Airchecks: 1998


Station: TALK 640 (CHOG) Toronto
Date: April 3, 1998

Tom Rivers was more than a rock jock. He was also an entertaining talk show host.

After years as a Top 40 deejay all over North America, Rivers returned to Toronto to do a morning drive talk show on Talk 640 (CHOG). The show debuted in September, 1997 and lasted nearly two years, to August, 1999. It was a real treat for the many Rivers fans who had heard him previously at CHUM and CFTR. And in the process, he got to work with yet another popular Toronto broadcaster, newsman Larry Silver.

Silver appears on this aircheck as does the contributor of this clip, Kevin Waller (he's identified as Radio Kevin here.) And there's also a funny bit on the Progressive Conservative Party, whose leader Jean Charest had just announced he was leaving that post.

Enjoy Tom Rivers on Talk 640 here.

(The Kevin Waller Collection)

WGRF Buffalo, N.Y.
April 6, 1998

"We kinda throw the format out and do pretty much as I please."

Known as The Father of Buffalo Progressive Radio, Jim Santella has been a mainstay in Buffalo radio, TV and theatre for four decades.

The Santella legend began at WYSL-FM 103.3 in 1969. By 1970, the calls had changed to WPHD.

WYSL-WPHD had a split personality in the late '60s and early '70s. By day, it was Top 40, a simulcast of WYSL-AM. By night, it was progressive rock in the finest tradition - album cuts, themed sets and interesting rap as provided by Santella among others. By 1971, the simulcasting was gone, and WPHD became a full-time AOR station. Santella himself left by 1974 and went on to enjoy a varied career in radio, TV and theatre. He was named to the Buffalo Broadcasting Hall of Fame in 2005.

Santella is one of those rare announcers who really connects with his audience, and has done so at stations like WEBR (jazz), 97 Rock and WUWU (AOR) and National Public Radio's WBFO.

Santella has been film and theatre editor for Nightlife magazine and has also done Theatre Talk for NPR's Morning Edition. He has also been camera man/floor manager for Buffalo's PBS station WNED-TV.

In 1998, Santella was doing a weekly late-night show called Radiation Theatre for WGRF (97 Rock). Fittingly enough in this aircheck, he was talking about radio.

Listen to a portion of it here.

(Scrapbook archives)

Station: WCBS-FM New York
Date: April 25, 1998

Description by Dan Haber

Dan Ingram is doing weekends on Oldies 101 WCBS-FM New York, and he hasn't lost a bit of the talent that made him a huge hit all those years on WABC. All his regular stuff is here, including the Word of the Day, the Honour Group of the Day, his closing theme and some amazing one-liners. My favourite is the comment about the Eagles' hair, or lack of it, but there's much more on this terrific aircheck.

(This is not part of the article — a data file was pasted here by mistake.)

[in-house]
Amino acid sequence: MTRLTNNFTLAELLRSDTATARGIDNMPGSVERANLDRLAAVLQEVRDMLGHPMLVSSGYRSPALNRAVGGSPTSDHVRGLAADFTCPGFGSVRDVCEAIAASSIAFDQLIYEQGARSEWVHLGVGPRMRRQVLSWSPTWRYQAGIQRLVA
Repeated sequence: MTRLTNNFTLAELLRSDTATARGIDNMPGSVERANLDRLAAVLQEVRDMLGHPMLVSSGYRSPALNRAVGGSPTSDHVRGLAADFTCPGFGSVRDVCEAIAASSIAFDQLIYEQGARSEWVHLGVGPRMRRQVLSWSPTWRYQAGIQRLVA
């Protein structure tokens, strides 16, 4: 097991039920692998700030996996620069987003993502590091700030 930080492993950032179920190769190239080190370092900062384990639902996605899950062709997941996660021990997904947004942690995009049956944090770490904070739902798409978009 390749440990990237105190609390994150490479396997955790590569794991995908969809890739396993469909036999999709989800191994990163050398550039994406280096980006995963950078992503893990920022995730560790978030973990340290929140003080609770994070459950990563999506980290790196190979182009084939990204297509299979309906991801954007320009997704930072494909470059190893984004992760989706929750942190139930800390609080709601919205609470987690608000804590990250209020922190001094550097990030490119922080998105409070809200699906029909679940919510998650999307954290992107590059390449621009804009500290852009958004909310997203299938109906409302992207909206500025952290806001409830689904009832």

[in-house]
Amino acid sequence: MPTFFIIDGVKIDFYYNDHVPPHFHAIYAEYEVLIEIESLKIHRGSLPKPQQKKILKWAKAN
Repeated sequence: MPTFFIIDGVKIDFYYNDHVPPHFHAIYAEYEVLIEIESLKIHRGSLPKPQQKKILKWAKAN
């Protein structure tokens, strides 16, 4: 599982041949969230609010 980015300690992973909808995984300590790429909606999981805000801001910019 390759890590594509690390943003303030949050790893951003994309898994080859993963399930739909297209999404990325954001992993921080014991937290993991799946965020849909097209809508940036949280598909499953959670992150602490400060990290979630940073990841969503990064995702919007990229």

It was recorded when WCBS-FM was briefly uplinked as a subcarrier on a C-band subcarrier, which is why the quality is so phenomenal. It's also the last tape I ever edited using a grease pencil and a blade off the old reel-to-reel. It's now a lost art, but the scoped piece came out nearly perfect as a result.

Enjoy Dan Ingram on WCBS-FM here.

(The Dan Haber Collection)

Station: WCBS-FM New York
Date: May 15, 1998
54:12 (unscoped)

It was a fitting tribute to one of the 20th century's greatest performers, by one of New York's leading jocks.

Within hours of Frank Sinatra's death at the age of 82, Bob Shannon devoted an entire hour of his afternoon drive show on WCBS-FM to Ol' Blue Eyes. Skilfully mixing archival tape with a selection of Sinatra's greatest hits, Shannon put together a tribute worthy of The Voice. It was business as usual for Shannon, whose show for years included regular historical segments like Rockeology, Hands Across the Water and First and Fourmost.

Enjoy Bob Shannon's tribute to Frank Sinatra on WCBS-FM here.

(Scrapbook archives)

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CIQC Montreal
August 2, 1998

Talk show host ... rock 'n' roll DJ ... newsman ... baseball broadcaster ... Joe Cannon has done it all in a radio career that began before he could vote.

Well known for his time as a talk show host at Montreal's CJAD, Cannon also had the distinction of being the last morning man in CJCL's music era before the Toronto station's switch to sports in 1992. The native of Quebec City joined CJCL in 1990 from Toronto news-talker CFRB, where he arrived in 1989 from fellow Standard outlet CJAD. Cannon returned to CFRB in 1992 but was back in the Montreal market in 1993 at CIQC, where he did his Joe's Gold oldies show and was colour man on the station's Expo broadcasts in the late 90s.